The Magazine, 1997

Mark Lanegan's Whiskey For The Holy Ghost
by Micheal Koster

Do you remember the feeling you had the first time you heard the Stones crank out "Honky Tonk Women"? The flood of emotion when you first played Dylan’s "Blood on the Tracks" and just couldn’t believe the notes pouring out of your speakers? It’s that inarticulate, slightly dumbing sensation that comes with the recognition that you’ve stumbled onto something stupendous but cannot articulate exactly what it is that’s hit you square in the gut.

I’ve been playing Mark Lanegan’s moody 1993 folk rock release Whiskey for the Holy Ghost, regularly for four years and it still grabs. It seems strange to be so taken with a songwriter whose muse is located somewhere in the depths of despair, with a perverse poetry coaxed to the surface by a fifth of Jack Daniel’s Black Label and an incredible voice. Maybe I’m just a closet nihilist. But I’m convinced with the surety of a disciple that his warm, gritty, borderline-bluesy baritone is one of the most captivating voices ever recorded.

Lanegan is a sort of Leonard Cohen of Seattle, enamored of the eternal sigh but not guilty of the polka schmaltz to which Cohen is too often driven. Both singers sport vocal cords that sound as if someone scrubbed them raw with low-grit sandpaper and soaked them in high-proof bourbon for extended periods, but Lanegan is unique in his ability to brood without pissing us off. Or just plain boring us. His voice is too damn intriguing, and his simple yet potent lyrics are just ambiguous enough to suck us deeper into his existential vortex with each listen. Lanegan’s subject matter floats naturally from urban disillusionment ("Juarez") to backwoodsy fatalism ("The River Rise") to woeful tales of lost love ("Ugly Sunday"). But there is something in his voice that transcends the rubble of his lyrics.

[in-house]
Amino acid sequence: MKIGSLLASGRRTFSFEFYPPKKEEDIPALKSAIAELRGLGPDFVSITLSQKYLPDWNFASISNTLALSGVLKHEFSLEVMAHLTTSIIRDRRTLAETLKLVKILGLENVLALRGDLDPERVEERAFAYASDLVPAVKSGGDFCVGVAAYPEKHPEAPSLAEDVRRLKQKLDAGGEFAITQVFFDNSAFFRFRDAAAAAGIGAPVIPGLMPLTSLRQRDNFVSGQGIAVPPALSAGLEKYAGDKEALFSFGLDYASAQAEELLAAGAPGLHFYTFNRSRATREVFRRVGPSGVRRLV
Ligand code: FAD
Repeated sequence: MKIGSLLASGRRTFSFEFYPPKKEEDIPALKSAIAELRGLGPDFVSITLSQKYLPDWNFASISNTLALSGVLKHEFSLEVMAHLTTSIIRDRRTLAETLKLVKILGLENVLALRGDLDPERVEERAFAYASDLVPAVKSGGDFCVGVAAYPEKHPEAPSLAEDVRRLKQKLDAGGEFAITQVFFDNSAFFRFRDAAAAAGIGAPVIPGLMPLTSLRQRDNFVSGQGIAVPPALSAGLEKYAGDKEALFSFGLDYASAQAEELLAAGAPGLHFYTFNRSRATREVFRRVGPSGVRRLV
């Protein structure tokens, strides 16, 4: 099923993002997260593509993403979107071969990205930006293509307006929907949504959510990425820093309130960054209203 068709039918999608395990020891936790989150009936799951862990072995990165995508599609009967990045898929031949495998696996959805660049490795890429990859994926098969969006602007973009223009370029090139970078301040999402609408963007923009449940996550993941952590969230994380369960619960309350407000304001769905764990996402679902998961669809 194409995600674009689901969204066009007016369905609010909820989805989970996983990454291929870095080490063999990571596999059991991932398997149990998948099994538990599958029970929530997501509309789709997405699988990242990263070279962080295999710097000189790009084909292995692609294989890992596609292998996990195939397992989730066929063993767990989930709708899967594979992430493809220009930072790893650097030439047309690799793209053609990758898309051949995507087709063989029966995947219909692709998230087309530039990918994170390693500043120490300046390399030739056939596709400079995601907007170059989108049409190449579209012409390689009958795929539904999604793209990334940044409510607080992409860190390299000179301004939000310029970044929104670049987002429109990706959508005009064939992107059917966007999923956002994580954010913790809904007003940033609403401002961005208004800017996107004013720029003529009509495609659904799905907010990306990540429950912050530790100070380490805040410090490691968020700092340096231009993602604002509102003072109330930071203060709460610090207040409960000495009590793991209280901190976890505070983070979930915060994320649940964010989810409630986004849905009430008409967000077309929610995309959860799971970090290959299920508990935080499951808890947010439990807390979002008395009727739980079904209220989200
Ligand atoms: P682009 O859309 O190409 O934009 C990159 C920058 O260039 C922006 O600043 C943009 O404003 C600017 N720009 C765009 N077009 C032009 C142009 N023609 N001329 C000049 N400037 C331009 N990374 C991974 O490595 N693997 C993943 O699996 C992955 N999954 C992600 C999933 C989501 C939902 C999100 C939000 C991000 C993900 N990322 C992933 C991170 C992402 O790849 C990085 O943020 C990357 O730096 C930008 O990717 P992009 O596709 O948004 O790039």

This is not rock ’n’ roll. It is an honest, impassioned hybrid of folk, rock, and gospel. When I say folk, I’m not talking about high-voiced happy strummers singing old Woody Guthrie tunes by the fire with Mike Brady smiles on their faces (no offense to Woody), or some hippie coven competing to see who can most sound like Peter, Paul, and Mary. Lanegan falls in the anti-Indigo Girls school of folk; the school of grit. Leadbelly, Guthrie himself, Dylan—the best folk has always had a rock edge, and Lanegan is way out there teetering on the precipice.

Both of his solo albums on Seattle’s Sub Pop label—Holy Ghost and 1990’s The Winding Sheet—are acoustic-based, but he’s not afraid to use electric guitars, albeit quite subtly. On Holy Ghost, there’s no small amount of finger picking on both electric guitar and violin. Throughout, he and his backing musicians have mastered the art of simplicity, as is evident in the few well-placed saxophone and violin flourishes that grace his recordings. Listen to how guitarist Mike Johnson bends the strings in the countryish "House a Home," paralleling Lanegan’s vocal strains, all the while accompanied by plaintive, unassuming violin—what an unbelievably unpretentious, bittersweet lament.

There is a certain regional quality to Lanegan’s music. Just as Robert Johnson had Delta dirt clinging to his shoes no matter how hard he shined them, and Woody Guthrie had the scent of the boxcar, Lanegan’s got the damp of the Northwest fused to his vocal cords. All this may seem incongruous to those who know Lanegan from his much higher profile gig fronting the Screaming Trees, a Seattle grunge quartet. While Lanegan’s best friend and musical confidante, Kurt Cobain, exploded into popular music with the biggest bang since The Beatles touched down in America, Screaming Trees have managed only a small pop. That’s because they’ve never really congealed, and Lanegan’s solo outings blow anything they’ve done out of the water. This tree is a singer, one of the truly great ones I think, not a screamer. His whiskey voice was made for folk, not heavy rock.

Cobain actually backed Lanegan on a couple of Winding Sheet cuts, including Leadbelly’s classic "Where Did You Sleep Last Night?," a song that would later appear in its definitive version on Nirvana’s low-key posthumous Unplugged. No doubt Cobain would have helped out on Holy Ghost as well if he hadn’t gotten too famous and too busy, shooting himself dead in the process.

Lanegan possesses the same edginess as his dead friend. If fame is the beast that finally pushes guys like this over the edge, he’s got nothing to worry about. Holy Ghost is arguably one of the greatest folk rock recordings ever produced. Record store geeks who live and breathe music may get disturbingly excitable when you mention his name, and anyone with a serious Sub Pop habit indulges in regular doses of Lanegan’s bruised folk. Despite all that, most folks have never heard of the guy. Now you’ve heard of him. If you give these recordings a try, I’ll wager you’ll find little else out there that professes such sadness so beautifully.